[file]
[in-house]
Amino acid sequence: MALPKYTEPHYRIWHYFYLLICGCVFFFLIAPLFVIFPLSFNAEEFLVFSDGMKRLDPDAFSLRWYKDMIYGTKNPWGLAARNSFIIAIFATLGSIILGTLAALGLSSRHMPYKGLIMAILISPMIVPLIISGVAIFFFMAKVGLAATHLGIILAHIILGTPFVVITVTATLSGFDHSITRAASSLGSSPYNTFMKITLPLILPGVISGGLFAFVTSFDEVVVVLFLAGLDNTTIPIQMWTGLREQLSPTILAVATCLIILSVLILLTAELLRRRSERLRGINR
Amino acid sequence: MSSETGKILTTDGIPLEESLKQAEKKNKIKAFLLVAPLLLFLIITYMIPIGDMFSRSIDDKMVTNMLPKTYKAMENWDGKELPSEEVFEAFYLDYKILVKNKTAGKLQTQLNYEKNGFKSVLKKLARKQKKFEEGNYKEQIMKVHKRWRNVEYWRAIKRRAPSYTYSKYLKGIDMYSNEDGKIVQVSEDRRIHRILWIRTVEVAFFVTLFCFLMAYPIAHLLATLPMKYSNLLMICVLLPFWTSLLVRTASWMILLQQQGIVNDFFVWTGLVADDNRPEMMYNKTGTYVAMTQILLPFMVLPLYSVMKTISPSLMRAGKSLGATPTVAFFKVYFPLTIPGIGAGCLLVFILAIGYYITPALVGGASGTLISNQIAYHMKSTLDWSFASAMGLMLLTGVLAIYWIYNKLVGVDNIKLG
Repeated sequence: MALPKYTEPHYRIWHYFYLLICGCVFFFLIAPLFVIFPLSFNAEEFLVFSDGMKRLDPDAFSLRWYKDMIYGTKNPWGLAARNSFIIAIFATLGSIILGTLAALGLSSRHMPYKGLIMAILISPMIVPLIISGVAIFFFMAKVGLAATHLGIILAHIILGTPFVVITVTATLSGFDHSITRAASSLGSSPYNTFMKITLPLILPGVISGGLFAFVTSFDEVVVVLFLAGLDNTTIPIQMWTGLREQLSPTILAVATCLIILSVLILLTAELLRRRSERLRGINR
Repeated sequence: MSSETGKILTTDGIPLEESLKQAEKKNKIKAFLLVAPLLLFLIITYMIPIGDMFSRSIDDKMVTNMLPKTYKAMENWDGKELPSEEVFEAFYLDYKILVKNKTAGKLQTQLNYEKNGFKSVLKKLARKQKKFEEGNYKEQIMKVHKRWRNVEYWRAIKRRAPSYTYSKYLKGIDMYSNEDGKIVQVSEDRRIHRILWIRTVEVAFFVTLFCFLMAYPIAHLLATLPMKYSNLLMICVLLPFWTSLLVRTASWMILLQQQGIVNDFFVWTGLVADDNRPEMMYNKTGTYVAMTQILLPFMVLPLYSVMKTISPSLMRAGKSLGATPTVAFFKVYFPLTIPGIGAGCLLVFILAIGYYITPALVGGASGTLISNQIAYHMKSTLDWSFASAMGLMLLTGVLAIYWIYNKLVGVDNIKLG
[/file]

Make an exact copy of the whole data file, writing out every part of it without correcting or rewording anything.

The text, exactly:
[in-house]
Amino acid sequence: MALPKYTEPHYRIWHYFYLLICGCVFFFLIAPLFVIFPLSFNAEEFLVFSDGMKRLDPDAFSLRWYKDMIYGTKNPWGLAARNSFIIAIFATLGSIILGTLAALGLSSRHMPYKGLIMAILISPMIVPLIISGVAIFFFMAKVGLAATHLGIILAHIILGTPFVVITVTATLSGFDHSITRAASSLGSSPYNTFMKITLPLILPGVISGGLFAFVTSFDEVVVVLFLAGLDNTTIPIQMWTGLREQLSPTILAVATCLIILSVLILLTAELLRRRSERLRGINR
Amino acid sequence: MSSETGKILTTDGIPLEESLKQAEKKNKIKAFLLVAPLLLFLIITYMIPIGDMFSRSIDDKMVTNMLPKTYKAMENWDGKELPSEEVFEAFYLDYKILVKNKTAGKLQTQLNYEKNGFKSVLKKLARKQKKFEEGNYKEQIMKVHKRWRNVEYWRAIKRRAPSYTYSKYLKGIDMYSNEDGKIVQVSEDRRIHRILWIRTVEVAFFVTLFCFLMAYPIAHLLATLPMKYSNLLMICVLLPFWTSLLVRTASWMILLQQQGIVNDFFVWTGLVADDNRPEMMYNKTGTYVAMTQILLPFMVLPLYSVMKTISPSLMRAGKSLGATPTVAFFKVYFPLTIPGIGAGCLLVFILAIGYYITPALVGGASGTLISNQIAYHMKSTLDWSFASAMGLMLLTGVLAIYWIYNKLVGVDNIKLG
Repeated sequence: MALPKYTEPHYRIWHYFYLLICGCVFFFLIAPLFVIFPLSFNAEEFLVFSDGMKRLDPDAFSLRWYKDMIYGTKNPWGLAARNSFIIAIFATLGSIILGTLAALGLSSRHMPYKGLIMAILISPMIVPLIISGVAIFFFMAKVGLAATHLGIILAHIILGTPFVVITVTATLSGFDHSITRAASSLGSSPYNTFMKITLPLILPGVISGGLFAFVTSFDEVVVVLFLAGLDNTTIPIQMWTGLREQLSPTILAVATCLIILSVLILLTAELLRRRSERLRGINR
Repeated sequence: MSSETGKILTTDGIPLEESLKQAEKKNKIKAFLLVAPLLLFLIITYMIPIGDMFSRSIDDKMVTNMLPKTYKAMENWDGKELPSEEVFEAFYLDYKILVKNKTAGKLQTQLNYEKNGFKSVLKKLARKQKKFEEGNYKEQIMKVHKRWRNVEYWRAIKRRAPSYTYSKYLKGIDMYSNEDGKIVQVSEDRRIHRILWIRTVEVAFFVTLFCFLMAYPIAHLLATLPMKYSNLLMICVLLPFWTSLLVRTASWMILLQQQGIVNDFFVWTGLVADDNRPEMMYNKTGTYVAMTQILLPFMVLPLYSVMKTISPSLMRAGKSLGATPTVAFFKVYFPLTIPGIGAGCLLVFILAIGYYITPALVGGASGTLISNQIAYHMKSTLDWSFASAMGLMLLTGVLAIYWIYNKLVGVDNIKLG